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10 New Startups To Help You Run a Better Event

By Julius Solaris

In this post, you'll find a list of the new movers and shakers in the event startup scene. All of them have one objective in mind: a better event.

startups better event

A Better Event

Dozens of startups contact me every week to be featured on the blog. Satisfying them all is almost impossible. Hence why I decided to select the most innovative in a special roundup.

There are great new services in seating, social media, remote attendance, marketing and aggregation.

Enough with the chit chat, let's take a look at the tools for a better event:



Epilogger is a an event archiving platform. Very similar to Eventifier, it features a cool interface that aggregates information about your event from the social web.

Update: This service is no longer available.

You can see an example from TechCrunch Disrupt:


The peculiarly named Planana is a ticketing and promotion dashboard for your event. While the ticketing is quite straightforward, the promotion service is quite interesting. Planana helps you set up a reward system based on discounts or VIP access in exchange for social actions such as tweets or likes.

There is also an interesting sponsors section where users can pick events to sponsor their website, a la Google Adwords. Very well thought.

Here is an example from Social Networking IRL:

Tweet Category

Tweet Category may well fit within the social media monitoring ecosphere, with a twist. This simple platform allows those monitoring mentions for an event to quickly categorize them in, say, "attendees" or "speakers" mentions. You can then create nifty reports such as this one from TEDxCanberra.

Update: This service is no longer available

Here is their explanatory video:

BYO Booth

Other than having an awesomely designed website, BYO Booth is a photo boot platform based on Instagram. There is no actual booth needed though. You just need to set up an Instagram hashtag for your event and the software will look for attendees pictures. You can then decide to stream them on a slideshow, post them to Facebook or print them.

Nice, huh?

Here is how simple it is to set up:


Bloodhound is a new event app service. In what is becoming a crowded space where players such as EventMobi or Twoppy are doing great things, they are offering a nicely designed product to event organizers.

I particularly liked the custom landing page where attendees and exhibitors can download the free app. See it yourself:

Ex Ordo

Ex Ordo brings order to what is usually a web mess: academic conference papers management. Having worked myself with this side of the business I would start using Ex Ordo immediately. It allows allocated reviewers to vote for abstracts, thus making the papers management seamless.

Here is a nice little video that explains how it works:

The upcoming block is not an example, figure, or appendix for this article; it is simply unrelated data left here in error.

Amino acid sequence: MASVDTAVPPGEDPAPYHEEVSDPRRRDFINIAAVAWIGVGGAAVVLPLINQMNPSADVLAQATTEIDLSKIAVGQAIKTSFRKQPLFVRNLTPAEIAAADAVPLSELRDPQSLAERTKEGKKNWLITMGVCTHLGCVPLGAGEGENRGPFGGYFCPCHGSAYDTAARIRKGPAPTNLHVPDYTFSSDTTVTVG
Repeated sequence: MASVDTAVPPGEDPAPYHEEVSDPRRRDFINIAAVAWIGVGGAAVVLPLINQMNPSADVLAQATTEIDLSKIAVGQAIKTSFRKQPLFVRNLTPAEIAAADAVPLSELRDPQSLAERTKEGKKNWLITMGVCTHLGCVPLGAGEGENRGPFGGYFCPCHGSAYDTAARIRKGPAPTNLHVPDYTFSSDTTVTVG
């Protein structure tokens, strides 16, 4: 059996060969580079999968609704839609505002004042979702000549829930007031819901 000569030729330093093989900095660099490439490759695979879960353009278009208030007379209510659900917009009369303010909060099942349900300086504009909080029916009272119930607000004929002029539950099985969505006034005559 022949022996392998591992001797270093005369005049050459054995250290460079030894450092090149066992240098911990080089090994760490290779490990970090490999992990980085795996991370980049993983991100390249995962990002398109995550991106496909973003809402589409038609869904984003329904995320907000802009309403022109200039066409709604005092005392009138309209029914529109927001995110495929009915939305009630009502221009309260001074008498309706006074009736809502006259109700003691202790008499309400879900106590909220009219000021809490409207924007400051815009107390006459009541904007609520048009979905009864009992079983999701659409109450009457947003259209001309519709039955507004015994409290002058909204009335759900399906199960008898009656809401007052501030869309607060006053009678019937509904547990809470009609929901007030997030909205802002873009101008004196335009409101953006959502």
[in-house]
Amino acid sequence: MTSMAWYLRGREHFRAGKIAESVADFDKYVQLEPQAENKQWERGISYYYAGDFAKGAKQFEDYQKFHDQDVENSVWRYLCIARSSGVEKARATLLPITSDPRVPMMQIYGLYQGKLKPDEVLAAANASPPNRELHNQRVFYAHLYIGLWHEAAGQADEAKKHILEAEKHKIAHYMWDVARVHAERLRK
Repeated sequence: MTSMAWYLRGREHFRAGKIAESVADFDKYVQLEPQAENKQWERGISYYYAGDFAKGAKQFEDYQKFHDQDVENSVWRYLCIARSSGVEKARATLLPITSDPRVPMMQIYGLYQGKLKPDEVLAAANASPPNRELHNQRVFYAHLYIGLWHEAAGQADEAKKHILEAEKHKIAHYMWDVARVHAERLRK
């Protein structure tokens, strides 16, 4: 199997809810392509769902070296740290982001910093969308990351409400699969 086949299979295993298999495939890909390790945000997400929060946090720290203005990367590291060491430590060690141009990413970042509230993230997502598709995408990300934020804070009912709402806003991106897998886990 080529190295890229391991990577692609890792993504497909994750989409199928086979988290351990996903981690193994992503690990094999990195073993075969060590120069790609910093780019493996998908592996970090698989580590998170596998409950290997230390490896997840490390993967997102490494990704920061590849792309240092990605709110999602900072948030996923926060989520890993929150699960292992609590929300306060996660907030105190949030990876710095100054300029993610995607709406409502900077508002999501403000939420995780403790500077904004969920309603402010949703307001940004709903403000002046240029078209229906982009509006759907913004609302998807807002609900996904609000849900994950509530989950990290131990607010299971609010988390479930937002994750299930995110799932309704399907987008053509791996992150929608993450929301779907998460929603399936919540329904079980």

I must admit I am a bit late on SeatGeek. Mostly because the prime benefit is for attendees. The service allows ticket hunters to find the best ticket at the best price for your favorite gig. Or at least it promises to do that. It has gained a lot of interest in the startup scene as it really seems to work.

The opportunity here is for ticket brokers. In fact you can apply to become a verified broker and get listed on SeatGeek, instantly exposing your tickets to a large audience.

If you are a Justin Bieber fan, here is what buying on SeatGeek looks like. The best deals are in green, the websites selling them on the right:


I've been meaning to cover Refynr for a while now. The platform empowers organizers to display live tweets on large screens as well as creating an interface for attendees to check or send tweets directly via Twitter login. You have moderation capabilities and rich media integration. It ticks all boxes.

Here is what a Refynr attendee page looks like:


Conferize is very similar to Lanyrd, Plancast, Eventifier and the above Epilogger. With a conference focus and a remote attendance twist. I immediately noticed the emphasis on live streaming. This platform has really the potential to disrupt the conference industry, provided they manage to obtain as many livestreams as possible.

I can easily foresee a conversation where someone says "I couldn't attend, I followed it on Conferize". And that is quite powerful.

See an example for TechCrunch Disrupt (again):


Hubb.it takes an interesting perspective on events. It wants to become the Tripadvisor for the industry where attendees can review, share tips, find accommodation or ask questions around a specific event. This comes with all the goods (influence on ticket purchase decision making process) and bads (what's up with that negative review?) of the case. But it is a bold project and I like it.

Update: This service is no longer available.

Here is what an event page looks like:

That's All Folks

There are many apps that can create a better event. I may have missed a few (or a lot) of other innovative services out there. Possibly because they are established or because I forgot about them. Use the contact section to let me know about your service and I'll keep an eye on you for the next post.

In the meanwhile do these young guns a favor and share this post, it will make them (and me) happy.

about the author

Julius Solaris
Julius Solaris is the editor of EventManagerBlog.com, he is an international speaker, author and consultant.
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